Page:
In my experience, most formal presentations are boring. Why? The presenter is often the expert reading from what s/he has prepared or worse, reading from the slides! Any time you happen to be the person standing at front of the room — be yourself, bring who you are into the work. Everyone benefits from a more human, conversational style. Know your material well enough that you can “talk” through it, take interruptions without losing your place and field questions comfortably. Presentations and workshops are really conversations where we learn together.
10. Go Social.
If you haven’t begun to get social with your presentations yet, you’re missing out on a remarkable experience. All too often we attend conferences and events and most of what happens there – like Vegas – stays there! If you integrate social media you can take your topic outside the four walls of the event and engage people across the Web. Doing so often means making new connections and engaging with others who share your passion for the work. In my mind it is a matter of degrees. You can do simple things like a blog post on your workshop topic, post your slide deck to slideshare.net, and/or use Facebook or Twitter to post an idea or quotation (resonate or controversial). Do a screen capture of a key slide and post it to Pinterest. Most important is that you establish your social presence so you can engage others on the topics or ideas that have heart and meaning for you.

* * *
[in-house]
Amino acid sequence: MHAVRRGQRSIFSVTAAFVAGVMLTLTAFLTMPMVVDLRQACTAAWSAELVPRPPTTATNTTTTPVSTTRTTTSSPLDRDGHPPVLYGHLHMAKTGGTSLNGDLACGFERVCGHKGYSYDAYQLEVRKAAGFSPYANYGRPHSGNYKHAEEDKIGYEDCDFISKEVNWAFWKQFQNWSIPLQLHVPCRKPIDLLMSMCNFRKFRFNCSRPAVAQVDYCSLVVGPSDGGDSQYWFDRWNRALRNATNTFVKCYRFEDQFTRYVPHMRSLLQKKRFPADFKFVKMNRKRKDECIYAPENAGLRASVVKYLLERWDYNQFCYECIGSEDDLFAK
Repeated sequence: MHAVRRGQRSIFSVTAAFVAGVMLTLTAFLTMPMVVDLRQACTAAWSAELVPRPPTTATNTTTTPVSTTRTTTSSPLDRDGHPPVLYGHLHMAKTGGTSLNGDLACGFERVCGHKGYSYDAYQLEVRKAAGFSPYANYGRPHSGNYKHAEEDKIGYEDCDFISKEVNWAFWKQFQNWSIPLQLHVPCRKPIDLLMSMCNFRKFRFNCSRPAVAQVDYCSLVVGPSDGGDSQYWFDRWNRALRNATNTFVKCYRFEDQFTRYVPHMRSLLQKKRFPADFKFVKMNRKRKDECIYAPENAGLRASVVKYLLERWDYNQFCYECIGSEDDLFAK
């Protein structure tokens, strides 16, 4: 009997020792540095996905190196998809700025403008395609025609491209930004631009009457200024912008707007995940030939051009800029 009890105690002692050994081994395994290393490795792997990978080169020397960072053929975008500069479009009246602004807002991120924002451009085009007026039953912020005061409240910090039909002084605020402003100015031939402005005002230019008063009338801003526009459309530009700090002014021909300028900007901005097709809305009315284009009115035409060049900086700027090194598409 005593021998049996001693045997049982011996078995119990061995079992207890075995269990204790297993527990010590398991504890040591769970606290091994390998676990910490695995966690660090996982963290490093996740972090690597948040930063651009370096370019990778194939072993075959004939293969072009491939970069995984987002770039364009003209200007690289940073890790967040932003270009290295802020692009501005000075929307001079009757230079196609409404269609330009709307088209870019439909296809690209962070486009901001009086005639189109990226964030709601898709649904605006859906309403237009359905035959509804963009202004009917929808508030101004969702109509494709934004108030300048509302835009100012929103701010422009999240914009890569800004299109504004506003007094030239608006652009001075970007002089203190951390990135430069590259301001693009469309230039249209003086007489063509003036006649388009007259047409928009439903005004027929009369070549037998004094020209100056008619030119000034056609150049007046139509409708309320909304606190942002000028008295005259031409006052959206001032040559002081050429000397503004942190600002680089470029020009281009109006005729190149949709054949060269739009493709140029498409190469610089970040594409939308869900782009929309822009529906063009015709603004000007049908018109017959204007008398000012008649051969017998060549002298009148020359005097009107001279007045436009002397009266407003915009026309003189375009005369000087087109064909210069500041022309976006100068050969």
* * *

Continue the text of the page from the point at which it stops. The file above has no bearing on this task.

11. Remember the Call to Action
Remember the very first step you wrote down the purpose and outcome of your presentation? Reflect back to that statement and consider what you’ll ask participants to do next. Maybe you’d like them to visit your website or blog or perhaps you want them to download an article or resource or maybe you’re encouraging them to join you in an online community where you can engage and learn more with each other? Always remember to put a call to action at the closing to help participants get the most from their time with you. This can also be part of going social since you can post products, information, resource lists or other blog posts that are shareworthy (meaning people can share easily with others).
12. Don’t use your slides as handouts.
When PowerPoint came along with that nifty “print as handout” feature something strange started to happen. We started putting more information on the slides since they’d also be the handout. In the process our slides became documents. Not good. I’ll suggest creating a separate handout that IS a document in lieu of using your slides as a handout. I realize this is controversial and runs against the norm but it feels important to keep these things separate in order to keep us from turning what could be dynamic, interesting slides into documents. Besides, unless you’ve followed #3, the slides may well be too small and unreadable.
I had a friend challenge me (in a good way) on this thinking. She said she likes the slides printed three to a page (even when they are images with few words) because when she takes notes she connects the image to notes/ideas. I see the point and in fact have used this method of remembering too. What do you think? Do you like to have the slide deck printed as a handout to take notes on? What helps you hold and integrate and continue to use ideas long after the presentation is over?
Okay, I’ve offered the gift of my thinking … it’s your turn. What works or doesn’t work in your experience with developing presentations? What’s missing? What needs to be added? Revised?